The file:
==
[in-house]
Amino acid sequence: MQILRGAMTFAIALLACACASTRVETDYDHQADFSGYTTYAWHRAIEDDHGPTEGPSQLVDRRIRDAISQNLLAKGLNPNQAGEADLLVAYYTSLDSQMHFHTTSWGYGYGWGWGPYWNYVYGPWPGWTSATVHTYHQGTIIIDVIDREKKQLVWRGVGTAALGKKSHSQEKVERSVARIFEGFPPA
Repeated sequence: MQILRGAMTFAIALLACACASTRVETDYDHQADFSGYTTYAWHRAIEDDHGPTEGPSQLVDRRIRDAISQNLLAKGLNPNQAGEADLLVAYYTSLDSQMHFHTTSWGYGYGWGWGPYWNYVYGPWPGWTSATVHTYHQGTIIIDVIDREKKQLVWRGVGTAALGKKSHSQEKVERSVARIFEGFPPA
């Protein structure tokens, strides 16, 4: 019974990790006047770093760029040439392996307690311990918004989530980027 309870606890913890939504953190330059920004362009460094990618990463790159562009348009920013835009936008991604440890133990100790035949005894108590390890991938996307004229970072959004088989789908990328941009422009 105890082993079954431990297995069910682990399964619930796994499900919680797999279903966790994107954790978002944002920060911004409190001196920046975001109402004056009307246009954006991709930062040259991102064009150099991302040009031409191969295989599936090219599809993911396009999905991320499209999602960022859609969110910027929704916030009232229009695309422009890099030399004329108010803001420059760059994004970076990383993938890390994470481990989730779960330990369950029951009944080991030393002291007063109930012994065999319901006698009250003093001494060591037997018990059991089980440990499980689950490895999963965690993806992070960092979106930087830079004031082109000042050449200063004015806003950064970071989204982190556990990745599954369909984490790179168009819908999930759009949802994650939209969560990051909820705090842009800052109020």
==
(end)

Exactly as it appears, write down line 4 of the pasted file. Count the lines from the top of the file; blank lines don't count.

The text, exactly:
């Protein structure tokens, strides 16, 4: 019974990790006047770093760029040439392996307690311990918004989530980027 309870606890913890939504953190330059920004362009460094990618990463790159562009348009920013835009936008991604440890133990100790035949005894108590390890991938996307004229970072959004088989789908990328941009422009 105890082993079954431990297995069910682990399964619930796994499900919680797999279903966790994107954790978002944002920060911004409190001196920046975001109402004056009307246009954006991709930062040259991102064009150099991302040009031409191969295989599936090219599809993911396009999905991320499209999602960022859609969110910027929704916030009232229009695309422009890099030399004329108010803001420059760059994004970076990383993938890390994470481990989730779960330990369950029951009944080991030393002291007063109930012994065999319901006698009250003093001494060591037997018990059991089980440990499980689950490895999963965690993806992070960092979106930087830079004031082109000042050449200063004015806003950064970071989204982190556990990745599954369909984490790179168009819908999930759009949802994650939209969560990051909820705090842009800052109020």